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Stress needn't be a heavy weight: A personal journey in mental wellbeing.

by Paul Maker

It’s Sunday evening and the kids aren’t killing each other (always a bonus!). I’ve got some spare time and a glass of wine, so I thought I’d pen a little blog about my hobbies, or ‘my fads,’ as my mates like to joke. In fact, these fads have earned me the nickname Paul ‘The Fad’ Maker to much ridicule over the years.

And they’ve been some good ones. Like that time my wife came home from work to find me clutching a spade, standing in a four-foot hole I’d dug spontaneously in the back garden. The Koi pond was admittedly a little left-field, but it was a slow day working from home and...well, a man’s got to entertain himself somehow. Having spent many years putting up with my random fads, she simply stared at me and said - “What do you fancy for dinner, Paul?” Or that other time my wife came home to find a track racing car parked in the garage. Or when I decided to nail a commercial hand dryer to our kitchen wall so I could dry the dishes. Or when I got back into weightlifting which I’d done on and off since I was eighteen.

So, why do I do these fads? I’ve always liked a hobby and it’s in my nature to do things in a fairly extreme fashion. But there’s definitely a method to the madness. I’m not really into competitive team sports and for me all my hobbies have been solo pursuits, something that’s mine that I can control entirely. It’s that small slice of time where I can forget about all my other commitments and focus only on a personal goal. I’ve never experienced depression, touch wood, and I think one of the reasons is that my hobbies help me manage stress and give me moments of clarity that help balance me out.

The idea for a hobby often comes out of the blue, but there’s definitely a process to the whole thing.

First, I do a lot of research and get educated about whatever I’m interested – whether that’s fishing or weightlifting or cars. Then I won’t do anything about it for months, until one day suddenly I’ll pick up a spade and dig a giant hole in the back garden. After that, I like setting clear and methodical goals I stick to.

Take weightlifting, for example. For me, weightlifting has gone through a few guises; powerlifting – which is trying to lift very heavy things once and going like a beetroot in the process, strongman – which is lifting heavy awkward things whilst growing a beard, and bodybuilding – which is basically trying to look a little less like a beetroot and a little more like Arnie. I love it because it’s so simple to set goals. If I want my body to look a certain way, I can engineer my diet and do certain exercises at the gym. If I want to get super strong, I know exactly what to do. I work out five times a week and I won't lie, I feel so pumped and buzzed after a session. It’s all about iterating and listening to your body until you find exactly what works for your genetic makeup. Sometimes I’ll try some stuff, for instance I’ll do particular lifts if I want to get my arms big. If that doesn’t work I’ll try some new things until I get incremental progress. Not to forget the big one – weightlifting gives me some flexibility with my diet, which decoded means that I can enjoy a beer and a pizza without worrying about it.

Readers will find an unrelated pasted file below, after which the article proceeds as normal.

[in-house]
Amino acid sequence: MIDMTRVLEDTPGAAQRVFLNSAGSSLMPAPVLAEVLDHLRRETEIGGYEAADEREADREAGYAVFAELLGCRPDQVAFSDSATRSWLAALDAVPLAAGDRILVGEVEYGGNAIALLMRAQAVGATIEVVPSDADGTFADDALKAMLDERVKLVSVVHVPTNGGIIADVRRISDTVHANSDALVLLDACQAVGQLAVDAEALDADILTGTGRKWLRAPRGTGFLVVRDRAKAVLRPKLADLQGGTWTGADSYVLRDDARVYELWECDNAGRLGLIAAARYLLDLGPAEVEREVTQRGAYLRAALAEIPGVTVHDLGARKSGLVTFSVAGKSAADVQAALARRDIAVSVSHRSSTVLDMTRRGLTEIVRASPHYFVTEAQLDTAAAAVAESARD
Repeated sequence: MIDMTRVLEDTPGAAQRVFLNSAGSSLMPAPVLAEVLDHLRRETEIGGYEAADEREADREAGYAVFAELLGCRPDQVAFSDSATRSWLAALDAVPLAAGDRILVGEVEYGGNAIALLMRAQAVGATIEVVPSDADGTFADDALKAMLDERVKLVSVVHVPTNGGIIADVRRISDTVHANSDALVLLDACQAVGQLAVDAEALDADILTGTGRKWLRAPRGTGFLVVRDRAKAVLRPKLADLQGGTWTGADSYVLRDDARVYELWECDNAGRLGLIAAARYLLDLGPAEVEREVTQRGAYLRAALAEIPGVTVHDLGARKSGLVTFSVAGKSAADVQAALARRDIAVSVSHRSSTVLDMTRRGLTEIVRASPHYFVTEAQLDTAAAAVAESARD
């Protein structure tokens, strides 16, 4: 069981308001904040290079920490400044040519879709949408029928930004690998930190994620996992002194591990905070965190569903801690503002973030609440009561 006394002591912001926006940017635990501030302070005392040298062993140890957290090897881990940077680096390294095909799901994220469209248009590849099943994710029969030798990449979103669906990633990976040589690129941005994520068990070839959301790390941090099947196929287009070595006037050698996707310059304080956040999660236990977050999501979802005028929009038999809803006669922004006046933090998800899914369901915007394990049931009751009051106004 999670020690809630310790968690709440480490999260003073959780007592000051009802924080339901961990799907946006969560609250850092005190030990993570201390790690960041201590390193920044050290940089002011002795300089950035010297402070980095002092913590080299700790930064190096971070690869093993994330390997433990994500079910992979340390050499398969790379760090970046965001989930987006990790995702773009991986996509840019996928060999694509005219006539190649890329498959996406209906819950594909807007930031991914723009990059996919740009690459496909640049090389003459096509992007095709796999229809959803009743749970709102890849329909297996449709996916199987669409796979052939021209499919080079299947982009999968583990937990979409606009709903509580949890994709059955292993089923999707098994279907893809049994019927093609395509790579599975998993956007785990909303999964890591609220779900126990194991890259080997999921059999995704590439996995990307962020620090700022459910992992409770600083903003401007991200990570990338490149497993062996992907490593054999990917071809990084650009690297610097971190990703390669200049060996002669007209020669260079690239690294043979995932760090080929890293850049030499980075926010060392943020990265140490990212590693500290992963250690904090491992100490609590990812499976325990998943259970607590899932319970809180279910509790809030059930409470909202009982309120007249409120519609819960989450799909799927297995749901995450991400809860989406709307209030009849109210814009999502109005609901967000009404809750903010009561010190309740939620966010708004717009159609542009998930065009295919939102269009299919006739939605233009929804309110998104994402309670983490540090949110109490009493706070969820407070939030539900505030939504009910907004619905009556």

For me though, the real magic of weightlifting is that personal time – that time you’ve given to yourself to forget about work and family issues, and just be absorbed in the moment. I’ve had some of the best moments of clarity in the gym. When you have 400lbs across your shoulders it’s pretty damn hard to think about your problems, least of all my nemesis, Steve’s ‘Microsoft Exchange Connector.’ Yet I’ll finish the set and boom! There’s the answer, clear as day. How does that happen? I don’t know. Maybe it’s your subconscious uncluttering your mind from the noise.

For me though, the real magic of weightlifting is that personal time – that time you’ve given to yourself to forget about work and family issues, and just be absorbed in the moment.

So here’s what I’m saying. It doesn’t matter if it’s cake decorating, horse-riding (which incidentally I tried to do but my local riding school said I was four stone too heavy), or archery (which is on my list). What matters is that you have something that’s yours, that you control and you can set your goals around. Some time for you, that you can feel good at. It’s not selfish. It’s the key to balance and in turn it’ll pay out in spades both at home and at work. Make yourself feel good about yourself, and this’ll have a positive impact on other areas of your life.

Anyway, that’s all from me. I’m going to feed my two rabbits and maybe make some homemade beef burgers.

If you’re looking for mental health resources, you might like to check out some of the following options:

  • For Aiimi staff, don’t forget you can make use of our free, confidential Health Assured service for resources, advice and counselling
  • Mind –
  • Samaritans –
  • Time to Change –

Read the other posts in our Personal Journeys in Mental Wellbeing series:

Speaking My Mind by Steve Salvin

Stressed Out by Tom O'Farrell

Working Mum by Charlotte Richmond

Happiness Is Not Success by Ben Sprague

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